Dan Barry: Should South Carolina Jews be forced to maintain this chimney built by Germans serving the Nazis?

Mayra Bitsko: Save me! An alien took over my child's personality

Frank Clayton: Get happy: 20 scientifically proven happiness activities

Susan Scutti: It's Genetic! Obesity and the 'Carb Breakdown' Gene

Lecia Bushak: Why Hand Sanitizer May Actually Harm Your Health

Stacy Rapacon: Great Funds You Can Own for $500 or Less

Cameron Huddleston: 7 Ways to Save on Home Decor

The Kosher Gourmet by Steve Petusevsky Exploring ingredients as edible-stuffed containers (TWO RECIPES + TIPS & TECHINQUES)

Jewish World Review July 11, 2012/ 21 Tamuz, 5772

Humans and particles and those who would order them

By Jay Ambrose




http://www.JewishWorldReview.com | Some people will tell you the intellectual difference between humans and other species is just a question of degree, and I always think, yeah, sure, and the difference between a fat man jumping and an eagle soaring is just a matter of degree, too.

Of course, it isn't. It is a difference in kind, and the minds of humans are different in kind from those of every other creature we know anything about. We have a very special thing about us, namely that we are the universe aware of itself, not just as a matter of seeing, hearing, touching, smelling and tasting, but of examining, contemplating, understanding, of coming up with intricate, ultra-sophisticated concepts such as the Higgs boson, otherwise known as the "God particle."

Though I hate to admit it, I almost feel there is a difference in kind between me and the physicists concluding successful experiments about the Higgs boson. It is no small thing that their work helps explain why subatomic particles have mass and produce matter, why there was a big bang, why we got a universe and even why there are human beings.

Some of those human beings -- researchers at CERN's $10 billion Large Hadron Collider in Geneva, Switzerland -- arranged trillions of proton collisions by shooting beams at a speed almost as fast as light, I have read to my amazement. The beams slammed together, generating trillions of volts of electricity, heat that is about as hot as heat gets, and a spray of subatomic particles that would go all over the place, existing for about a trillionth of a second.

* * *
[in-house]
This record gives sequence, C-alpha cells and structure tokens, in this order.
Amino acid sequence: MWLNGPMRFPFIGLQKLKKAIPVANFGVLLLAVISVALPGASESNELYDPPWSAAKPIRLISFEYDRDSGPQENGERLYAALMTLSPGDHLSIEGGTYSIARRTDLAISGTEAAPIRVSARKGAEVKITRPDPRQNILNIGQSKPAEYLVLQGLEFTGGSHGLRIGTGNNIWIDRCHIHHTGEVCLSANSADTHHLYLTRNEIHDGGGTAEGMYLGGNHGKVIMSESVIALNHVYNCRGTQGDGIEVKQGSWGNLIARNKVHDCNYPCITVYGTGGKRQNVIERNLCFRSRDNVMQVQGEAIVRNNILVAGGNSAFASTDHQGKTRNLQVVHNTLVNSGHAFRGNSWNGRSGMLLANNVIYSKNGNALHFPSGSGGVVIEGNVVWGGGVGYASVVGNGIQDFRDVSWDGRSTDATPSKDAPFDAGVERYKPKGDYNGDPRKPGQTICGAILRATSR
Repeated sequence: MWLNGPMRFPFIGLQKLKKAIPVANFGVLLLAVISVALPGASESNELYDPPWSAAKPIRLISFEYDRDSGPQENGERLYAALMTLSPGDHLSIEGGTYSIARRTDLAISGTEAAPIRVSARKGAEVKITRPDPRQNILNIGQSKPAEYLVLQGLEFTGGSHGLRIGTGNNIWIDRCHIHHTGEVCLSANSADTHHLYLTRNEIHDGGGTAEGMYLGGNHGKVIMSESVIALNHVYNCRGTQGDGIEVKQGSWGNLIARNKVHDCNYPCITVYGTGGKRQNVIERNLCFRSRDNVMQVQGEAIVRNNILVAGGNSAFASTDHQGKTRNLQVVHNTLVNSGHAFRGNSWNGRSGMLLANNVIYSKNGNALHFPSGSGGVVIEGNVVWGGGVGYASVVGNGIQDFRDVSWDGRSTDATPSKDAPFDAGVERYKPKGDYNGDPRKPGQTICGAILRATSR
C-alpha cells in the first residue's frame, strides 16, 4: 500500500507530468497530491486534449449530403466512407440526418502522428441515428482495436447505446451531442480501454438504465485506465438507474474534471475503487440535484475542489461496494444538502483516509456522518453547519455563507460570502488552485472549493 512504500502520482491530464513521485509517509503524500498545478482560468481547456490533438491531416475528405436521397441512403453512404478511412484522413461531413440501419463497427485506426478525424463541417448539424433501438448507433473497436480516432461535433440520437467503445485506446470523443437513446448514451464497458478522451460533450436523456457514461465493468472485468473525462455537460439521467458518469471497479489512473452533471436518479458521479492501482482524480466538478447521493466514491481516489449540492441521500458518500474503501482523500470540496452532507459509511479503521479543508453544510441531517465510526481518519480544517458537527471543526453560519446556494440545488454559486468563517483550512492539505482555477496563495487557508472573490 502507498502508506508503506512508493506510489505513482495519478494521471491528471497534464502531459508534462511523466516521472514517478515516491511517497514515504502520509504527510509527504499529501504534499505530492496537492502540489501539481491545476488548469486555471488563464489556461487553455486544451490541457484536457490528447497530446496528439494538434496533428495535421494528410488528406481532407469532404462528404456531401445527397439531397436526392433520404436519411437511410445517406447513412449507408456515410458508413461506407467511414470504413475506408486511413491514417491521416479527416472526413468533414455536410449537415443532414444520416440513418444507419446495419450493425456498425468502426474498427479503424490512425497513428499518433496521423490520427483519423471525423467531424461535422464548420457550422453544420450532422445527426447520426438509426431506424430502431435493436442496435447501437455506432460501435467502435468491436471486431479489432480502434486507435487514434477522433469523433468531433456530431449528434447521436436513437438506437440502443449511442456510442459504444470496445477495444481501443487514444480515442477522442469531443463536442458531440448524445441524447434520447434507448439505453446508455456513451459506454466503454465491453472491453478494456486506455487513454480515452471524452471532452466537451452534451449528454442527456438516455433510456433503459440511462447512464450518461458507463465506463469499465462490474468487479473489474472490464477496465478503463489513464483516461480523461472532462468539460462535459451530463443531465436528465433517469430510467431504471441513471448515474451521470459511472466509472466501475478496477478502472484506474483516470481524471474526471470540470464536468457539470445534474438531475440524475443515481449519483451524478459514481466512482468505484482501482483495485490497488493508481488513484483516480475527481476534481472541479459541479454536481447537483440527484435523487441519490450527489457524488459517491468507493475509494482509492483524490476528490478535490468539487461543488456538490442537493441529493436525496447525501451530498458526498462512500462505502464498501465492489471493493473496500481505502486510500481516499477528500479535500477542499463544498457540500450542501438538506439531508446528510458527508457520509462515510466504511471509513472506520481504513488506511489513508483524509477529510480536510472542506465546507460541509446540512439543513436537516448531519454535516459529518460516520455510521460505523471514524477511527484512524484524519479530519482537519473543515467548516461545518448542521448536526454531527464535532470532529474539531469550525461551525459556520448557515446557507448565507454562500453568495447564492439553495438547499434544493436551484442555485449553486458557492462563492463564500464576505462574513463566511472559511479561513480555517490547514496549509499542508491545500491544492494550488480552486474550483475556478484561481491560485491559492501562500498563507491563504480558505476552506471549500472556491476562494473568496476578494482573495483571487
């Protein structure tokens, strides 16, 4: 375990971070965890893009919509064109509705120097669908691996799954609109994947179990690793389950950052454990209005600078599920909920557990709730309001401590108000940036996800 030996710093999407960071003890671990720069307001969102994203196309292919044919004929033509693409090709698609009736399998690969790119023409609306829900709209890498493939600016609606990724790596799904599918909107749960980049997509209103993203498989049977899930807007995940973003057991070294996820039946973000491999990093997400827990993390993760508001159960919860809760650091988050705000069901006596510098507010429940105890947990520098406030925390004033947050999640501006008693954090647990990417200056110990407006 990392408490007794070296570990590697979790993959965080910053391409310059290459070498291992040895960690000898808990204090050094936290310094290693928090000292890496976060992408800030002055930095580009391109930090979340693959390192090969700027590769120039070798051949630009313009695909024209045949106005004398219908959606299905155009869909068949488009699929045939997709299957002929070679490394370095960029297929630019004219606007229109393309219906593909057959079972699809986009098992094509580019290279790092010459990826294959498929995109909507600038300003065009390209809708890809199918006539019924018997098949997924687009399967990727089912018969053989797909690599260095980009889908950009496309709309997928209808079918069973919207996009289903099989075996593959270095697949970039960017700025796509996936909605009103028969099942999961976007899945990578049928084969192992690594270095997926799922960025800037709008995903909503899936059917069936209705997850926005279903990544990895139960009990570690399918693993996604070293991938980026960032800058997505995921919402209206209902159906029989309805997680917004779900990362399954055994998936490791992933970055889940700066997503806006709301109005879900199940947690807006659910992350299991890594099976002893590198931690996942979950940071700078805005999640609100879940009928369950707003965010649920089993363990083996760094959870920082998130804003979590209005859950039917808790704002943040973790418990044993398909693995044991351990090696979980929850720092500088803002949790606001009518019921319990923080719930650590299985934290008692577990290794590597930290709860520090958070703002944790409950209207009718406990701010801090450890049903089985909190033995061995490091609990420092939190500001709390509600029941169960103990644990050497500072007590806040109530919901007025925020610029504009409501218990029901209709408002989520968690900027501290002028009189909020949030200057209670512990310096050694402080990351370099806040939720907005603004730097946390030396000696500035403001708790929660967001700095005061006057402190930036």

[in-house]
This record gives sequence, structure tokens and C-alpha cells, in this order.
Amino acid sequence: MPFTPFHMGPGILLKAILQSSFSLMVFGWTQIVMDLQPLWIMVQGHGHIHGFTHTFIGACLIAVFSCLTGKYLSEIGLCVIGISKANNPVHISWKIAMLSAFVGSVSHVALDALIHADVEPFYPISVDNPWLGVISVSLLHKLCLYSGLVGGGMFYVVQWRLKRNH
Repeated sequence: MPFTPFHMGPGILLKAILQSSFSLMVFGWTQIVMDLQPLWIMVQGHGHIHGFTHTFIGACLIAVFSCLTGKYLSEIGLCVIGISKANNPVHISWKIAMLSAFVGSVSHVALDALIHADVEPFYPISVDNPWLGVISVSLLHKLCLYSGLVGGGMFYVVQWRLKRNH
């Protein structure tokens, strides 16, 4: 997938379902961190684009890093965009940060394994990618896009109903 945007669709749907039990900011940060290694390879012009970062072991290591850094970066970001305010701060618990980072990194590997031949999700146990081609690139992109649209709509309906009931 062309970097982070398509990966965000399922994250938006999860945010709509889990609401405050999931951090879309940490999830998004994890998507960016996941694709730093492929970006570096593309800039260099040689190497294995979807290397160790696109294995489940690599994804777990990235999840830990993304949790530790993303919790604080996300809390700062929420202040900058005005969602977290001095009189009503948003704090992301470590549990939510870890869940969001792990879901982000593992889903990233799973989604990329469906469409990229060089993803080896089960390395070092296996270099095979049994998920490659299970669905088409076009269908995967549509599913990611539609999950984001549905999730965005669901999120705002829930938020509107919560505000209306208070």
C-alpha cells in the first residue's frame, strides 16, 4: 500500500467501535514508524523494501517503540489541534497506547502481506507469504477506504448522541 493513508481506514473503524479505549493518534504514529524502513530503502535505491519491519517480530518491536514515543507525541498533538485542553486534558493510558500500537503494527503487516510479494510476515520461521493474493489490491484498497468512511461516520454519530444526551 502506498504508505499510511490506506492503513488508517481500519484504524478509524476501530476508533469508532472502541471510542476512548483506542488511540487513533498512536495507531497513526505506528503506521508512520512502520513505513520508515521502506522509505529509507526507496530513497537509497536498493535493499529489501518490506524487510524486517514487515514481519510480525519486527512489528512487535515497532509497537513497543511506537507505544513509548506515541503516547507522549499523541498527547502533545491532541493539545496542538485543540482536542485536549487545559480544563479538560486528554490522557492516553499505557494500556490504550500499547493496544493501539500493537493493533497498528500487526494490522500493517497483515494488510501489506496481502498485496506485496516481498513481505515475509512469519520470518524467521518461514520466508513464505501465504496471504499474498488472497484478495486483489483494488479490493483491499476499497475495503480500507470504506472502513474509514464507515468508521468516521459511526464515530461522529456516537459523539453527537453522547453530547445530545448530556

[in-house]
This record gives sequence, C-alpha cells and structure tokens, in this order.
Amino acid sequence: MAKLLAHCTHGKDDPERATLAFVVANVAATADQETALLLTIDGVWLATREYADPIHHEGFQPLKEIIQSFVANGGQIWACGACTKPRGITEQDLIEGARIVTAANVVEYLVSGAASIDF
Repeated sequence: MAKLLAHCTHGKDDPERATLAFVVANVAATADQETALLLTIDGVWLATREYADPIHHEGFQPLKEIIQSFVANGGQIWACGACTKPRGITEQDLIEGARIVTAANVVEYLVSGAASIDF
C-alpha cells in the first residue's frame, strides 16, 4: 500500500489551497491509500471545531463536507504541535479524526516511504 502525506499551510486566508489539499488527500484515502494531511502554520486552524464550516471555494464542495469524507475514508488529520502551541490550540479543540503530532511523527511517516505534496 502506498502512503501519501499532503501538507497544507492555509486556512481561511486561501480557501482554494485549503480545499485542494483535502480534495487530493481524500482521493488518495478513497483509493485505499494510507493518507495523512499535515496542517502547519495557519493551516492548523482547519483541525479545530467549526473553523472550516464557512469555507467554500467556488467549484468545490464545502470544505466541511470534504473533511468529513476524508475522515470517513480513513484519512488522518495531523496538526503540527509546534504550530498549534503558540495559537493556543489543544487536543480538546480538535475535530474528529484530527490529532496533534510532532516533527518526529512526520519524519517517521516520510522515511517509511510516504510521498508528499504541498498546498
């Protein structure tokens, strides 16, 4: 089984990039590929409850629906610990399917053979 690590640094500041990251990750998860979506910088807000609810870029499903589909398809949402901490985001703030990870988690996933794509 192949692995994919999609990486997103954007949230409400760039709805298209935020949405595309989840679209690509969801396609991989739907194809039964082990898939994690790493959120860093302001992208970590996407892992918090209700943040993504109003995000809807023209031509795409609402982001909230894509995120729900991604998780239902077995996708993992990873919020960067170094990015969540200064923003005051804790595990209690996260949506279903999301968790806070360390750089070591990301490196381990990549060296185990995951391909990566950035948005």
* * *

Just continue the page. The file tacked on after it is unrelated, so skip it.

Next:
No eye could catch this, obviously, but some building-sized mechanical detectors did, and their information was transmitted to computers that evaluated everything, figuring out that the chances of error were about one in 3.5 million in helping to verify a 50-year-old hypothesis aiming to solve a major puzzle. Although scientists had agreed that subatomic particles were the building matter of the universe, there was a problem because, without some sort of intervention, these particles would just whiz around without ever bothering to get together to make as much as a lump of mud.

Maybe, a group of scientists said, there was another particle that created a field so sticky that when the other particles passed through it they would become slower, form matter and get this universe of ours chugging along. One scientist in the group was Peter Higgs, for whom this particle is partly named. At age 83, he was happily on hand when CERN scientists announced July 4 that they thought they had certified his thesis. It's reported that he cried.

My take on all of this is hugely positive, although I have something negative to say, too. The positive is how grateful I am to these scientists who are forever enlarging our understanding. My view is that our most noble pursuits are to learn and to love, and while the learning takes many forms, not all of them scientific, science is one of the greatest achievements of mankind. While I do not have the background to appreciate the CERN discovery the way scientists do, I still marvel at the ideas as best I grasp them.

I do not extend the same gratitude to a public school system recently criticized in a study sponsored by the Council on Foreign Relations. A report said our schools are putting the nation at risk partly because they were not imparting enough scientific knowledge to students and that scientific fields were consequently lacking in enough skilled workers. The disservice is to more than national competitiveness and security, in my opinion. It is also a disservice to the young minds of a species suited for an exceptional awareness.

Every weekday JewishWorldReview.com publishes what many in in the media and Washington consider "must-reading". Sign up for the daily JWR update. It's free. Just click here.

Comment by clicking here.

Jay Ambrose, formerly Washington director of editorial policy for Scripps Howard newspapers and the editor of dailies in El Paso, Texas, and Denver, is a columnist living in Colorado.